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A Chinese national political adviser has suggested that the country recognize brain death as legally dead, while lawyers called for cautious discussions.
After repeatedly calling for the legal recognition of brain death in 2015 and 2016, Chen Jingyu, deputy head of the Wuxi People's Hospital in East China's Jiangsu Province and a member of the 13th National Committee of the Chinese People's Political Consultative Conference (CPPCC), raised his proposal again during the conference of 2018, Legal Daily reported on Tuesday.
"Brain death has been proved to be an irreversible condition. Any rescue measure has no meaning for the brain dead person, but a lot of medical resources will be consumed during the process which also adds financial burden to the family," said Chen.
Brain death is still not a legally recognized concept in China. Although discussions on brain death legislation began nearly 20 years ago, no substantial changes have occurred.
"Keeping a brain dead patient alive is also a medical resource waste issue." Some patients, for example, cannot receive effective treatment in time since the ICU wards are occupied by brain dead patients, Legal Daily reported, citing Chen.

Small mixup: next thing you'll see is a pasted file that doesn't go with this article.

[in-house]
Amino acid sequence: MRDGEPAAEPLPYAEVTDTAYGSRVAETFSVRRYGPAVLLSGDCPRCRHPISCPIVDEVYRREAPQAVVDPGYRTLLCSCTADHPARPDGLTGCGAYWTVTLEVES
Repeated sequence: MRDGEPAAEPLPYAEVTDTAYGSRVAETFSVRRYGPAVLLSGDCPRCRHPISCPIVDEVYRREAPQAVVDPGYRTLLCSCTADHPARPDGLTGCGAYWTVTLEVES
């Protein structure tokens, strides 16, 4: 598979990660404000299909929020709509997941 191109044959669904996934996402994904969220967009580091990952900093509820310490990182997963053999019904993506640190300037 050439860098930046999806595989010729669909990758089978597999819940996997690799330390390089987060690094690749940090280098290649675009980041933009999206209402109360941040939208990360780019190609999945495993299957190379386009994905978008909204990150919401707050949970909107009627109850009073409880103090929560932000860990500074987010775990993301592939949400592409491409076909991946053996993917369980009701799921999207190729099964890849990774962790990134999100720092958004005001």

However, knowledge of brain death among the Chinese has spread slowly. An online survey carried out by Sina in 2011 of 13,420 people found that 49 percent thought that there was no major difference between brain death and heart failure.
"In a traffic accident, for example, the amount of compensation will be very different depending on whether the victim is confirmed dead or not. Disputes cannot take place between the responsible party and the family of the victim," Wang Wen, a Beijing based lawyer, told the Global Times on Tuesday.
Wang said the proposal was raised in good faith, but considerations and discussions from multiple perspectives are necessary before making it legal.
Some countries have recognized brain death as legally dead, including the US and Japan. (Global Times)